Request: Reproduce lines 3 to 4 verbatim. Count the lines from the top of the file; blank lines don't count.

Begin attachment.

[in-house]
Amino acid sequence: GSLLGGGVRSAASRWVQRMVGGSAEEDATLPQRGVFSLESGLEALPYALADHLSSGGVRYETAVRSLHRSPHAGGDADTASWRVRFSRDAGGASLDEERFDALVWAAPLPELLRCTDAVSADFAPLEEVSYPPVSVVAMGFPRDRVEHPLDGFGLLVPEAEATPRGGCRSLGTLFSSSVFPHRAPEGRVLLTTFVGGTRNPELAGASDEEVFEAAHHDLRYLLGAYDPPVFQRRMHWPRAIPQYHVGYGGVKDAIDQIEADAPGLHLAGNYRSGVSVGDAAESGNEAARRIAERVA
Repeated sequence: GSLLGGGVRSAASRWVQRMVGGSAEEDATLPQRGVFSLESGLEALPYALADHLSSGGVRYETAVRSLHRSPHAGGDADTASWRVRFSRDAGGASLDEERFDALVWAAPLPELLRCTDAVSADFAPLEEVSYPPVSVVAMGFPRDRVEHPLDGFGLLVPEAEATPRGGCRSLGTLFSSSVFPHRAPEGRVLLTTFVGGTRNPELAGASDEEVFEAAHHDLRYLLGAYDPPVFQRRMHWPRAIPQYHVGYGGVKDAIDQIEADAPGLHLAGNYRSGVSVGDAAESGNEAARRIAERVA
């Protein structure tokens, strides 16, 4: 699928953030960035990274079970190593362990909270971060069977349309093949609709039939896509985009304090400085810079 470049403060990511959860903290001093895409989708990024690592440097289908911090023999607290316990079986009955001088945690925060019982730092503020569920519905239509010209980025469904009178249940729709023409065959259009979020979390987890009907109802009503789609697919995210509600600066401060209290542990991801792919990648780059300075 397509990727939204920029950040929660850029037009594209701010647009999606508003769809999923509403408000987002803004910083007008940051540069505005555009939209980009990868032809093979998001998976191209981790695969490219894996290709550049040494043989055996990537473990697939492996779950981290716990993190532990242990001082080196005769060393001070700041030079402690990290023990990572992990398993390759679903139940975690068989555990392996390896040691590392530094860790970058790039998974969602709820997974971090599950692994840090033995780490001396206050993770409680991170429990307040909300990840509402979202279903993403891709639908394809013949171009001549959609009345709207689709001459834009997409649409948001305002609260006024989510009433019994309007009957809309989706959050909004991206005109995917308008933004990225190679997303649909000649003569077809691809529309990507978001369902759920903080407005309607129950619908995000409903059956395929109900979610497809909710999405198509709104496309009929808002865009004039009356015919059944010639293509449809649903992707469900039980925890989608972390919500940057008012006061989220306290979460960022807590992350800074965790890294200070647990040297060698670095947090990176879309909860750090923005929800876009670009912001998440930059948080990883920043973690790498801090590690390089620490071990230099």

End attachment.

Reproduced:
Repeated sequence: GSLLGGGVRSAASRWVQRMVGGSAEEDATLPQRGVFSLESGLEALPYALADHLSSGGVRYETAVRSLHRSPHAGGDADTASWRVRFSRDAGGASLDEERFDALVWAAPLPELLRCTDAVSADFAPLEEVSYPPVSVVAMGFPRDRVEHPLDGFGLLVPEAEATPRGGCRSLGTLFSSSVFPHRAPEGRVLLTTFVGGTRNPELAGASDEEVFEAAHHDLRYLLGAYDPPVFQRRMHWPRAIPQYHVGYGGVKDAIDQIEADAPGLHLAGNYRSGVSVGDAAESGNEAARRIAERVA
């Protein structure tokens, strides 16, 4: 699928953030960035990274079970190593362990909270971060069977349309093949609709039939896509985009304090400085810079 470049403060990511959860903290001093895409989708990024690592440097289908911090023999607290316990079986009955001088945690925060019982730092503020569920519905239509010209980025469904009178249940729709023409065959259009979020979390987890009907109802009503789609697919995210509600600066401060209290542990991801792919990648780059300075 397509990727939204920029950040929660850029037009594209701010647009999606508003769809999923509403408000987002803004910083007008940051540069505005555009939209980009990868032809093979998001998976191209981790695969490219894996290709550049040494043989055996990537473990697939492996779950981290716990993190532990242990001082080196005769060393001070700041030079402690990290023990990572992990398993390759679903139940975690068989555990392996390896040691590392530094860790970058790039998974969602709820997974971090599950692994840090033995780490001396206050993770409680991170429990307040909300990840509402979202279903993403891709639908394809013949171009001549959609009345709207689709001459834009997409649409948001305002609260006024989510009433019994309007009957809309989706959050909004991206005109995917308008933004990225190679997303649909000649003569077809691809529309990507978001369902759920903080407005309607129950619908995000409903059956395929109900979610497809909710999405198509709104496309009929808002865009004039009356015919059944010639293509449809649903992707469900039980925890989608972390919500940057008012006061989220306290979460960022807590992350800074965790890294200070647990040297060698670095947090990176879309909860750090923005929800876009670009912001998440930059948080990883920043973690790498801090590690390089620490071990230099």